New chicks in Cold New England

Discussion in 'Raising Baby Chicks' started by 4HchicksRI, Jan 4, 2012.

  1. 4HchicksRI

    4HchicksRI New Egg

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    Jan 4, 2012
    One of our hens went broody on us (what happened to spring chicks???[​IMG]) and just hatched 11 (or possibly 12) chicks yesterday. I pulled them inside once they started hatching (with mom) because of the cold (10 degrees last night and not expected over 20 today). We've had chicks before, but purchased the babies and brooded them ourselves - never with the broody hen. Most of the information I have found is about chicks alone, so I am not sure what to do to let her do her job (she is being a great 1st time mom), especially due to the cold temperatures.
    -can she raise them outside (after the 1st couple of days) with New England winter and temperatures like those described above?
    -can they be in the coop with the other chickens or do they need a separate coop? or just a box with an extra warming light within the coop?
    We appreciate any help you can provide. Honestly, we were doubtful that they would hatch out and figured if they did, to brood them like we had in the past, but I can't bear to take them from their mom, now, but don't know what to do.
    This is a great experience for us and our two little 4Hers, but just worried about doing the right thing.
     
  2. theoldchick

    theoldchick The Chicken Whisperer

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    My maternal instinct says to keep them inside until the chicks get their feathers. The farmer in me knows nature is cruel and sometimes it is kinder to step in and help the youngsters out. If it were me I'd pull the car out of the garage and make another Cardboard Corral for mama and her chicks.

    [​IMG]
     
  3. NottinghamChicks

    NottinghamChicks Chillin' With My Peeps

    Welcome to BYC! I have had just three hatches with a broody but never with temps this cold. I would get her a rabbit cage for your basement and keep them there. It is going to be hard to integrate them back into the flock and I have no experience with that because mine were always left in with everyone. Hopefully someone else has some insight to offer.

    ETA the pic above is exactly what I had in mind with the corral added for exercise room. I have had a broody with chicks with temps into the 30 with snowstorms but it was short lived and then back to the 50's last Spring so I kept them outside with no heat and they were fine. This may be a bit too much right now. Maybe my thoughts are based on my selfishness of wanting to be more a part of their lives by keeping them inside [​IMG]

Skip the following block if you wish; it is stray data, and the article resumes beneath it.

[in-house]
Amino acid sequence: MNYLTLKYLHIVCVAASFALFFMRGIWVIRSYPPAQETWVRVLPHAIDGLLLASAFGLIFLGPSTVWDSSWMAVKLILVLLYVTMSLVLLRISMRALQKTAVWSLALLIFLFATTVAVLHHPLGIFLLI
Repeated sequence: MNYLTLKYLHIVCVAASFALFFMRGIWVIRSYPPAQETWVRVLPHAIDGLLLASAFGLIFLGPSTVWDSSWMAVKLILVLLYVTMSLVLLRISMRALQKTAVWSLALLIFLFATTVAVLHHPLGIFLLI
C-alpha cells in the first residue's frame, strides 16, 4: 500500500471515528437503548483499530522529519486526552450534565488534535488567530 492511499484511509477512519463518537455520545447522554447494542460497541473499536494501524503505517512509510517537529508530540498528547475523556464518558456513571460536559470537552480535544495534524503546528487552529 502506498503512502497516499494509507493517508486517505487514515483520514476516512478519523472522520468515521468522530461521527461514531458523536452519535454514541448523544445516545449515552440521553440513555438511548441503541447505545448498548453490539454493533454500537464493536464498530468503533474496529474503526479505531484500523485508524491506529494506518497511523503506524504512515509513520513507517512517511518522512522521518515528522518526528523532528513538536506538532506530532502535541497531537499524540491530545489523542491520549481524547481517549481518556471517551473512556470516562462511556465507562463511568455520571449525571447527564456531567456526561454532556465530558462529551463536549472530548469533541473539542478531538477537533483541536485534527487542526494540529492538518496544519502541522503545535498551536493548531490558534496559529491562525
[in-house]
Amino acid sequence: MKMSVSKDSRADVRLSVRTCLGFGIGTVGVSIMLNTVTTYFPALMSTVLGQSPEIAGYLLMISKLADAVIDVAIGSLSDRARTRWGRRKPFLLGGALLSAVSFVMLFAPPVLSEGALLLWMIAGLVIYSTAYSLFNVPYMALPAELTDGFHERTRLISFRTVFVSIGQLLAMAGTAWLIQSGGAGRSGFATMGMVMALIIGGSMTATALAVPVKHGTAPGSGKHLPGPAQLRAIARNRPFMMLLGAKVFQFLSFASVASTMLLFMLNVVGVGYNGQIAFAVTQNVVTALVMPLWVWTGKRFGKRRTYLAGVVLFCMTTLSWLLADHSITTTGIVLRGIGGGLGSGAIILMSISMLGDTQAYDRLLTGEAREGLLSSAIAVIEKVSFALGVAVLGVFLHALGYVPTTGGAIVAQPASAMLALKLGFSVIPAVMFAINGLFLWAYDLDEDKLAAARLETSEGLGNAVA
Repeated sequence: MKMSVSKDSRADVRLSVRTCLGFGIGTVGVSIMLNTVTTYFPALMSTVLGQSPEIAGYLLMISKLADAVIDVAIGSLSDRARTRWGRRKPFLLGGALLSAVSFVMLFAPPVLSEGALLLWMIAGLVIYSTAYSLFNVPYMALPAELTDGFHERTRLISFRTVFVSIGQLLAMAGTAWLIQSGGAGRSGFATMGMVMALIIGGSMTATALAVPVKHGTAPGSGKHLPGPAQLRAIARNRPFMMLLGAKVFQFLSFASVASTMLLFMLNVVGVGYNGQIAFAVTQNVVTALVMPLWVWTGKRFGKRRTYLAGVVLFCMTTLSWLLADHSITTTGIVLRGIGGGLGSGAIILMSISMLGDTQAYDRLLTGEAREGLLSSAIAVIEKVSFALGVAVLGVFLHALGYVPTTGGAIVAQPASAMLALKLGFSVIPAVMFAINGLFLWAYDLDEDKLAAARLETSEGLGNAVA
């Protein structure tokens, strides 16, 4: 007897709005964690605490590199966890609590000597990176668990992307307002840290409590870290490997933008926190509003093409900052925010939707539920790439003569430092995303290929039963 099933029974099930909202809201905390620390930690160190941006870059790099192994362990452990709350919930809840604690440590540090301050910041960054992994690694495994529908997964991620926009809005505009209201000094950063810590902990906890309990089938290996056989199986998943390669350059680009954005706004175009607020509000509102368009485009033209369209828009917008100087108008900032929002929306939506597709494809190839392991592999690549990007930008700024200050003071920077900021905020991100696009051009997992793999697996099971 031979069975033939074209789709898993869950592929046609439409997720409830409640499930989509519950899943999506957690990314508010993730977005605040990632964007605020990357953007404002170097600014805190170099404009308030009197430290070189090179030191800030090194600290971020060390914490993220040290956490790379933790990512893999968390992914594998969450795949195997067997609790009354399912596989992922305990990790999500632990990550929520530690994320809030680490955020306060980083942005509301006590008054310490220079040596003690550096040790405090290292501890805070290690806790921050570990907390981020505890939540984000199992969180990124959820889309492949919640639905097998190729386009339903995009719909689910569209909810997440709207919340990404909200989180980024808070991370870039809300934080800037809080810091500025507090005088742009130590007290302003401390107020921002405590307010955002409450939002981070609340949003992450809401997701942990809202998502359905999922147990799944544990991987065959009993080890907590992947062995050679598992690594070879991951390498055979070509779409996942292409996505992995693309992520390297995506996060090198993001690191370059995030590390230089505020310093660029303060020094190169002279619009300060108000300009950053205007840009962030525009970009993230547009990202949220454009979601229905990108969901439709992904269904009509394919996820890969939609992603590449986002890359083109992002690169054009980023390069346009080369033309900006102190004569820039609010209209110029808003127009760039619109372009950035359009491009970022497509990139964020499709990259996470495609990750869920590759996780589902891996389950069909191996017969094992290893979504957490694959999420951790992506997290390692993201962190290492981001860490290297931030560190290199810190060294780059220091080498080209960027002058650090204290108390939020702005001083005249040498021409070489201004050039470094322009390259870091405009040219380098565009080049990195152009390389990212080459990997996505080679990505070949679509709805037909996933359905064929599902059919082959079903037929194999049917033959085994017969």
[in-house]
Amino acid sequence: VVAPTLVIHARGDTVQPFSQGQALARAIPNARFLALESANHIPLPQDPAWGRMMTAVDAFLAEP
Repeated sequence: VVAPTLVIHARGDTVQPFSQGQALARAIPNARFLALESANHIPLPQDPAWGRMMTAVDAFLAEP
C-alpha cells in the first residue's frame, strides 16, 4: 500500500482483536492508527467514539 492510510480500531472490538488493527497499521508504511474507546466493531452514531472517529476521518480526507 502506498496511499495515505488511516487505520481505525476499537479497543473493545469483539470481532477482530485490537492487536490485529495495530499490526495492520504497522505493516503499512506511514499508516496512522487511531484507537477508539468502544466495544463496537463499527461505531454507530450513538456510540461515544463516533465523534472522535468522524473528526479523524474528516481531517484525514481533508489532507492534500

Last edited: Jan 4, 2012
  4. ChickenCanoe

    ChickenCanoe Chicken Obsessed

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  5. Ole rooster

    Ole rooster Chillin' With My Peeps

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    I've thought about this winter chicks thing since one of mine pullets hatch a few. I believe mother nature tells them to hatch in the winter to be sure snakes are not a problem. I think the worst predators for chicks and a clutch of eggs is rat snakes. And we all know they're not a problem in the winter. [​IMG]
     
  6. buckabucka

    buckabucka Chillin' With My Peeps

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    My Coop
    I don't know. It was below zero this morning, and I can't see chicks thriving in that. My inclination would be to keep them somewhere a little warmer, or provide a heat lamp, if you can do that while being very careful about fire risk.
    As far as keeping them all with the flock, people have varying results on that. The only time I had a broody, her chick was attacked when it was a week old and received a bloody gash on his chest. The chick survived, and I ended out having her raise the chick separated off from the flock (but able to view the flock through chicken wire). I know other people have had success letting the mother hen integrate the chick without injury, so you'd have to keep an eye on things and see how it goes.
    Good luck!
     
  7. nuttyredhead

    nuttyredhead Chillin' With My Peeps

    May 3, 2010
    Southern NH
    I had a broody hatch out chicks last feb. It was extremely cold and they were find in the coop. I did seperate them from the rest of the flock but that was it.
     

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